Women in Science, Technology, Engineering and Mathematics (WiSTEM) say the unbalanced female population in higher education does not auger well for the country.
The Kwame Nkrumah Univesity of Science and Technology’s Organizing Committee is particularly worried about low female post-graduate enrollment at the university.
Speaking at a get-together for female scientists in Kumasi, Prof, Atinuke Adebanji said “The funny thing is that if you come to the medical school, the engineering the girls get all the awards, but if you come to the postgraduate class, they are not there and you ask yourself, where have they disappeared to,” she questioned.
Though she admits tertiary institutions have done well in increasing female admission, she maintains they can do more.
Prof Adebanji blames the low interest in mathematics by children in their formative years on poor teaching methodologies.
She therefore advocates intensified mentoring and innovation in instruction to whip up interest, adding, “Most of the time, we kill the interest when they start.”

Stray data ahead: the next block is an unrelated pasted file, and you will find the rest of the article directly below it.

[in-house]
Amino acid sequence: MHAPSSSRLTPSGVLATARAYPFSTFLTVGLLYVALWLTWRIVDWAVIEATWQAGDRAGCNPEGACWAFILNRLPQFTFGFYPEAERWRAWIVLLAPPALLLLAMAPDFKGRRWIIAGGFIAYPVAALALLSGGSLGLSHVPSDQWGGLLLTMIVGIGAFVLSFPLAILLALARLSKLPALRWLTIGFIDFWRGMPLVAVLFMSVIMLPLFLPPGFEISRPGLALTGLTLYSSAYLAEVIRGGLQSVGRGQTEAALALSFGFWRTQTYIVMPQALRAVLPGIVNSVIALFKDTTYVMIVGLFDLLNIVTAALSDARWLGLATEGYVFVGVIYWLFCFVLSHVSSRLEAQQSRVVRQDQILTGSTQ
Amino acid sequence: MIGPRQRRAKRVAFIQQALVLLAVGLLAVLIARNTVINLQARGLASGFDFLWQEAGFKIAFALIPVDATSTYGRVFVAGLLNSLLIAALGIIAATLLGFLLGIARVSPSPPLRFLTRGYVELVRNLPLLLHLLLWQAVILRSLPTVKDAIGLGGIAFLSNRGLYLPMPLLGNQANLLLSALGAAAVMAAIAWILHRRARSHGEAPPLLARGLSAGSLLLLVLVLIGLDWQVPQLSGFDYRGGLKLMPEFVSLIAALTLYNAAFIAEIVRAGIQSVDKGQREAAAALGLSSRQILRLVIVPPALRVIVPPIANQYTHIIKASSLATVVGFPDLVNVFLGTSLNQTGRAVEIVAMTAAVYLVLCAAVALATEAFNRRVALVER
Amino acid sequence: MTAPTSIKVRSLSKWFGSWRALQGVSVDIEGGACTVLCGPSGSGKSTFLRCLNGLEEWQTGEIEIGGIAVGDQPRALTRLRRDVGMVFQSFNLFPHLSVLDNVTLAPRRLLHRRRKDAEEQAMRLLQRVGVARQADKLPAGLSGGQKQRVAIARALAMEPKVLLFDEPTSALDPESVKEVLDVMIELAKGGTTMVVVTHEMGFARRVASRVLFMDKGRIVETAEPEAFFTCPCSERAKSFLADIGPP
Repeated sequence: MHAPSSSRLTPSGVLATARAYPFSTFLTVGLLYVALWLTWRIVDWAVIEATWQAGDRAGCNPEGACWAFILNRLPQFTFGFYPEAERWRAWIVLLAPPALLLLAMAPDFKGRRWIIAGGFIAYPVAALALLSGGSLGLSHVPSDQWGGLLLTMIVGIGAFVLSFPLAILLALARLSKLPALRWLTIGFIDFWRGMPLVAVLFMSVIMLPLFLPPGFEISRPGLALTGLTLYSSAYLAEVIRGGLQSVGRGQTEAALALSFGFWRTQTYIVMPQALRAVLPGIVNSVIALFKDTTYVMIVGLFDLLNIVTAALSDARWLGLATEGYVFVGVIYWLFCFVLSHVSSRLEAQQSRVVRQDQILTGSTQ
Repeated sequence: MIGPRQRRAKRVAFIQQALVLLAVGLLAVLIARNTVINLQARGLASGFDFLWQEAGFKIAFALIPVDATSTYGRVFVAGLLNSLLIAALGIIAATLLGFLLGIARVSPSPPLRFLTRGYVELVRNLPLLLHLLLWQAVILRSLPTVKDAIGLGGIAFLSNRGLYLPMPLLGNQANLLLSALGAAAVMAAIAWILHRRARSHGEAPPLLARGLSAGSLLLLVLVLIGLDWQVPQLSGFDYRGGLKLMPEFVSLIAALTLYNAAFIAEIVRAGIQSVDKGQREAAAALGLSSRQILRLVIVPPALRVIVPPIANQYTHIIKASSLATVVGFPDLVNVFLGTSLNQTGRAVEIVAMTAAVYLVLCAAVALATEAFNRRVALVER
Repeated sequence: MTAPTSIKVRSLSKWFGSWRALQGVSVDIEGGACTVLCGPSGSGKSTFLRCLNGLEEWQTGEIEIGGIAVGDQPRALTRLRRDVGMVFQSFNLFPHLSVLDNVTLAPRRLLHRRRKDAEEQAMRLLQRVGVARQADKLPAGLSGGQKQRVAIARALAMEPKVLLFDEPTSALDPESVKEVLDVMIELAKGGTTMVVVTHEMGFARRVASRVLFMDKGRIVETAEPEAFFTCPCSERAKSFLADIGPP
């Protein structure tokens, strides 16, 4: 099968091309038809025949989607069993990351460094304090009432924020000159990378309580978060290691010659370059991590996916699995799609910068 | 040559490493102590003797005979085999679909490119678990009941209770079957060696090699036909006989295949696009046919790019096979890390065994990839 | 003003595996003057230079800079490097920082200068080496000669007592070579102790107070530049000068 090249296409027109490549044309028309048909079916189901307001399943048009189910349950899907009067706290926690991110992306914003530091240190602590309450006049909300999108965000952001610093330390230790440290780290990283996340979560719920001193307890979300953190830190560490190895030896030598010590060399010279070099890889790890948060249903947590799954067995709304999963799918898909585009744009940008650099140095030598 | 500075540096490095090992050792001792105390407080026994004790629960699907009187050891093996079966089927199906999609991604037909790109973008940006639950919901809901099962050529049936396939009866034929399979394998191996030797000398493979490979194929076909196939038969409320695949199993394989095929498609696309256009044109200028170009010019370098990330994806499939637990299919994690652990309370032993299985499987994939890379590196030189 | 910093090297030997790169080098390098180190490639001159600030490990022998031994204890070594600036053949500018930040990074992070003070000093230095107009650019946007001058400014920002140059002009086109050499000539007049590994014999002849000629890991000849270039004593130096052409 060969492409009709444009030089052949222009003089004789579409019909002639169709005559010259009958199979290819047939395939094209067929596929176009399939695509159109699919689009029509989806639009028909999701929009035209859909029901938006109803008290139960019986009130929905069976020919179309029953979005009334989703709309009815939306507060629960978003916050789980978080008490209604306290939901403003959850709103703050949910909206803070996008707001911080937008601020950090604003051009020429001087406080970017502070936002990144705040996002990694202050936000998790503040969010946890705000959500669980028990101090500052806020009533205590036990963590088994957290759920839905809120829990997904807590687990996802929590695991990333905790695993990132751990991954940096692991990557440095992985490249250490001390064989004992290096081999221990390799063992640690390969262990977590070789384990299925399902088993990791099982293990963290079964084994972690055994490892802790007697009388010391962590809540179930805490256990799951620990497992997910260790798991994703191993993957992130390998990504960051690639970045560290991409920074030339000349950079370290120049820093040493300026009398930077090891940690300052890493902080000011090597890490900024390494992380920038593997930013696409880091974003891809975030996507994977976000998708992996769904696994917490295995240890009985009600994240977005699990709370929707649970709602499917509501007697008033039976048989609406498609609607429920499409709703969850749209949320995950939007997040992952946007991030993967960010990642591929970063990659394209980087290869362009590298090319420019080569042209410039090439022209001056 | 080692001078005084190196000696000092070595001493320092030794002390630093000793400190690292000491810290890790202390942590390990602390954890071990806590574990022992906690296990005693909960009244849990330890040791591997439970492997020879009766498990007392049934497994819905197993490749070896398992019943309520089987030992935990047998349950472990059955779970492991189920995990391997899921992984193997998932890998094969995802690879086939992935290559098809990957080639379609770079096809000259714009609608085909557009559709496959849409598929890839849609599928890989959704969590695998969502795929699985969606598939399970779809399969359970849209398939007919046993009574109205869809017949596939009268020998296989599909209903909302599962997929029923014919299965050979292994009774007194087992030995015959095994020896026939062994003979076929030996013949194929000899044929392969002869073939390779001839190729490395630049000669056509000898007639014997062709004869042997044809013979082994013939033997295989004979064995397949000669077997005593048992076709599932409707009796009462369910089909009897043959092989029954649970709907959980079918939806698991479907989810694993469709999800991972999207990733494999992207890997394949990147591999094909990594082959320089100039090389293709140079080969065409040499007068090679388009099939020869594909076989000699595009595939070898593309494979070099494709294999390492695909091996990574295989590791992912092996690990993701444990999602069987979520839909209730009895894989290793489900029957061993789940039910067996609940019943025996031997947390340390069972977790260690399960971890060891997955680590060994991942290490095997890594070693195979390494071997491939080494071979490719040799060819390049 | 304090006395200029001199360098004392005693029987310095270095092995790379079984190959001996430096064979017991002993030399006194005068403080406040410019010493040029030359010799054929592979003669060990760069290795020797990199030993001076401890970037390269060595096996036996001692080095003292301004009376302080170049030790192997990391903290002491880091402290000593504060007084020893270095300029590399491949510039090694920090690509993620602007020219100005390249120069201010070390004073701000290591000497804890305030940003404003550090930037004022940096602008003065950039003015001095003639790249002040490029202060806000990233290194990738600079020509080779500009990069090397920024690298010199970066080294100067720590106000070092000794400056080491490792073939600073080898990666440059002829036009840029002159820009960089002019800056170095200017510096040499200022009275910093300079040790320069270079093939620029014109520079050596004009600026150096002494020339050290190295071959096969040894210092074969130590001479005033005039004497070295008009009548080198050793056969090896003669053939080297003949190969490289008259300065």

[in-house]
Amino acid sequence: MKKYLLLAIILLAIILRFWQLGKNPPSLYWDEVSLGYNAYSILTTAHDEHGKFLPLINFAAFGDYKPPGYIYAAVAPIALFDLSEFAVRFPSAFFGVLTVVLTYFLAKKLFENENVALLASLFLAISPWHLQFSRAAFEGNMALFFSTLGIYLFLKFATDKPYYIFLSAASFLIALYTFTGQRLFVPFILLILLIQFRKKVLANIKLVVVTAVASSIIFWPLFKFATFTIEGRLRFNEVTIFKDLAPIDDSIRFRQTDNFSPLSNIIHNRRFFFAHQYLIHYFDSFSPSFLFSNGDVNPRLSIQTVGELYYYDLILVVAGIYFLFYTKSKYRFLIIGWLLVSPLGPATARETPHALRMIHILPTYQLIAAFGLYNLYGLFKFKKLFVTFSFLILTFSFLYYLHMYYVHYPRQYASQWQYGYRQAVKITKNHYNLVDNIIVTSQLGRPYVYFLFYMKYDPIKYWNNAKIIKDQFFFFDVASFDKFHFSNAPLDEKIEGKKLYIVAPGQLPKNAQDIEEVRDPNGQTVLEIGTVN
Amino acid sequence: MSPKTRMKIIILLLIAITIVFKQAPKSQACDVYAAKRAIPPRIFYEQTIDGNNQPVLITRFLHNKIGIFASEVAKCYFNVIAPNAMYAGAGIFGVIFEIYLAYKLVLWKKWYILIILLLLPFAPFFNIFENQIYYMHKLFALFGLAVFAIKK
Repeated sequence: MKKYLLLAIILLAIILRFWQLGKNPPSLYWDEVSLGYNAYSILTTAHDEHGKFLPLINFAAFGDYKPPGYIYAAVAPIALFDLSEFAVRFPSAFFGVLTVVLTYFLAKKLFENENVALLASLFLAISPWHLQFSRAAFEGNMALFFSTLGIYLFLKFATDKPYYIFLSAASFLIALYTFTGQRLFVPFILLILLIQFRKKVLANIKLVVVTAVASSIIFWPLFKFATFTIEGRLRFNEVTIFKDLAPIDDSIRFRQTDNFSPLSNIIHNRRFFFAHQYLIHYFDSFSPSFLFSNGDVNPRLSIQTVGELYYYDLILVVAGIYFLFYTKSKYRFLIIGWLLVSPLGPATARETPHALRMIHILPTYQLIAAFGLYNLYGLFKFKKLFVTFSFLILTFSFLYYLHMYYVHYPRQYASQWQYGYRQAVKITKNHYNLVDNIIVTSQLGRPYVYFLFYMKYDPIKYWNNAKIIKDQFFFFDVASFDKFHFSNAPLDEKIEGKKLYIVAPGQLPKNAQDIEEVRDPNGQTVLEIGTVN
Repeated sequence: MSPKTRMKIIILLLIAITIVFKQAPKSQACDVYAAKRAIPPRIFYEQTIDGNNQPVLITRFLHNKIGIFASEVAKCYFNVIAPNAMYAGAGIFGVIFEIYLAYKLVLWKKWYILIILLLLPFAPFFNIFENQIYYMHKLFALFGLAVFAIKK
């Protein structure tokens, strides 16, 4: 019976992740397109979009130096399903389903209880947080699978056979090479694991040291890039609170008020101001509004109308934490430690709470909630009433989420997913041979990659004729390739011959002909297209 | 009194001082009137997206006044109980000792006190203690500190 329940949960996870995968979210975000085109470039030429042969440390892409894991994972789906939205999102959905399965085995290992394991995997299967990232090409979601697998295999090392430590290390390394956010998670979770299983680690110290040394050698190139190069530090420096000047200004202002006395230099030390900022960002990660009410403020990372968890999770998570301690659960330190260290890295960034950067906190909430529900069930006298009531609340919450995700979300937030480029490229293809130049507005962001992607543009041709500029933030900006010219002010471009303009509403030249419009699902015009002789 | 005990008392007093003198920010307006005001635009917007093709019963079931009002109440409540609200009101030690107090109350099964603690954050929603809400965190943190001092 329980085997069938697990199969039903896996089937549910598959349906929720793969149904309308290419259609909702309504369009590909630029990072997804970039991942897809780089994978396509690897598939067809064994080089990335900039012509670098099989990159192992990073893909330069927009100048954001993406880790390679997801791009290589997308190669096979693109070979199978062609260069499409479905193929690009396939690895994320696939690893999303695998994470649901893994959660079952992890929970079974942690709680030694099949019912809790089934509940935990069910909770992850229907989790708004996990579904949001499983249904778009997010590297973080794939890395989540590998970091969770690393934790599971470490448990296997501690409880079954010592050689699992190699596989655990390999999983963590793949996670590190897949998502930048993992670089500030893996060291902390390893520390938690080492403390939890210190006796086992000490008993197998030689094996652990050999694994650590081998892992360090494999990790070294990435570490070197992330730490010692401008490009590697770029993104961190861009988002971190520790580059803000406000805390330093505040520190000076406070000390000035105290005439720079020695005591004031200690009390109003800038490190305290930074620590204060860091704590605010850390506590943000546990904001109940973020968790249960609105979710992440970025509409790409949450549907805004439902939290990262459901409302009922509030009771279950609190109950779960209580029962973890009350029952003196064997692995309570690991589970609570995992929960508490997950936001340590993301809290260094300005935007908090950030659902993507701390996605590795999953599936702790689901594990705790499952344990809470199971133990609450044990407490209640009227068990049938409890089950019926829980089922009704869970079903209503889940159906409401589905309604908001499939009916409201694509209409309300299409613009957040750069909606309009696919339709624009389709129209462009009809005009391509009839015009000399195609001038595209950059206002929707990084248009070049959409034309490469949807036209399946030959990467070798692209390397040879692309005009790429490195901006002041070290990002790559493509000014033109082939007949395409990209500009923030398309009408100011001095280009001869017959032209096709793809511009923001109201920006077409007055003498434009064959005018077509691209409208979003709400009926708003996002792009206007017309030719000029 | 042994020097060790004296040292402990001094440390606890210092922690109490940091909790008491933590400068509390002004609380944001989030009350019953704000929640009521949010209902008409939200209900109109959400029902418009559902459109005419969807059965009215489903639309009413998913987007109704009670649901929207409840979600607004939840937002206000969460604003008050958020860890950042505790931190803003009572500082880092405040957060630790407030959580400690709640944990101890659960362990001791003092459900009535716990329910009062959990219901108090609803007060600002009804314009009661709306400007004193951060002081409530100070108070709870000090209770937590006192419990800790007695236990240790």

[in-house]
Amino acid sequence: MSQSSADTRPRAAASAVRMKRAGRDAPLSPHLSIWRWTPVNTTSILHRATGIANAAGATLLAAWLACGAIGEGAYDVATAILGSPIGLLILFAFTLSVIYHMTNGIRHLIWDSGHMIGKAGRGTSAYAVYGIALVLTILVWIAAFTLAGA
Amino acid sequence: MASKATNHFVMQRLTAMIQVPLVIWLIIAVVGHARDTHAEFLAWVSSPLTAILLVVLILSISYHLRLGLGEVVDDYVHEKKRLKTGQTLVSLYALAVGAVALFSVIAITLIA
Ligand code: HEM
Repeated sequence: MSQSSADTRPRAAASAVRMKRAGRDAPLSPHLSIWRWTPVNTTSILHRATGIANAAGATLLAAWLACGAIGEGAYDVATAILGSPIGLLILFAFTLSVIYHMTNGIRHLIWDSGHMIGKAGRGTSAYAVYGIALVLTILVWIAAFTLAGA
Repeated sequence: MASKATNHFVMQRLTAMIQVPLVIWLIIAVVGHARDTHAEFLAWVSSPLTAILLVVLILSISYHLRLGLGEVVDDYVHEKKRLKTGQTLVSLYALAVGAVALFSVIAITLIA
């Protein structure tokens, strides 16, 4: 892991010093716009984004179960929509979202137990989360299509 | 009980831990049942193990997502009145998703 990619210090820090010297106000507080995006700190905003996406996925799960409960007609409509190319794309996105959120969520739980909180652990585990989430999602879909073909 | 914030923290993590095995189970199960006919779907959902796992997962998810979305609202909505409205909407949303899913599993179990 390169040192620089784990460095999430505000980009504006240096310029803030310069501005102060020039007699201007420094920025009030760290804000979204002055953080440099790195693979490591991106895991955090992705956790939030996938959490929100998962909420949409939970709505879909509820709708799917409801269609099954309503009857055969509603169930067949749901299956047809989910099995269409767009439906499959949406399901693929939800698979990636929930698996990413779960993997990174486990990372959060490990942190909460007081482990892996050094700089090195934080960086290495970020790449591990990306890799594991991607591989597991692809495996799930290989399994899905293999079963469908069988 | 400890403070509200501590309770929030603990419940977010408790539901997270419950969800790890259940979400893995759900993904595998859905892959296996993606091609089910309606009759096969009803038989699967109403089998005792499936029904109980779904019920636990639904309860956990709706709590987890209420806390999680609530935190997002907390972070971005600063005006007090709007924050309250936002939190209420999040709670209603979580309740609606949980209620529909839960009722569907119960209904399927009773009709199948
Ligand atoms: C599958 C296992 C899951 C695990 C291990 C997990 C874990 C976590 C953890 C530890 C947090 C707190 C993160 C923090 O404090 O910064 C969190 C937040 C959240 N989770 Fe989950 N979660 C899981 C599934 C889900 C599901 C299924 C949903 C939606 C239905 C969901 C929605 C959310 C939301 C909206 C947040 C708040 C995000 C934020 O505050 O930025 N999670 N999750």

The ceremony brought together women in Science, Technology, Engineering and Mathematics within KNUST community.
It provided a platform to exchange ideas and charting a path for a collective evolvement, as key stakeholders in national development.
WiSTEM focuses on achieving active involvement of female scientists in leadership within the Ghanaian context.
“We want to create an avenue so that the next generation can look up to us and say that science is not just one sided and that women and men can do science and enjoy science,” said Prof Mrs. Ibok Nsa Oduro, Provost College of Science, KNUST.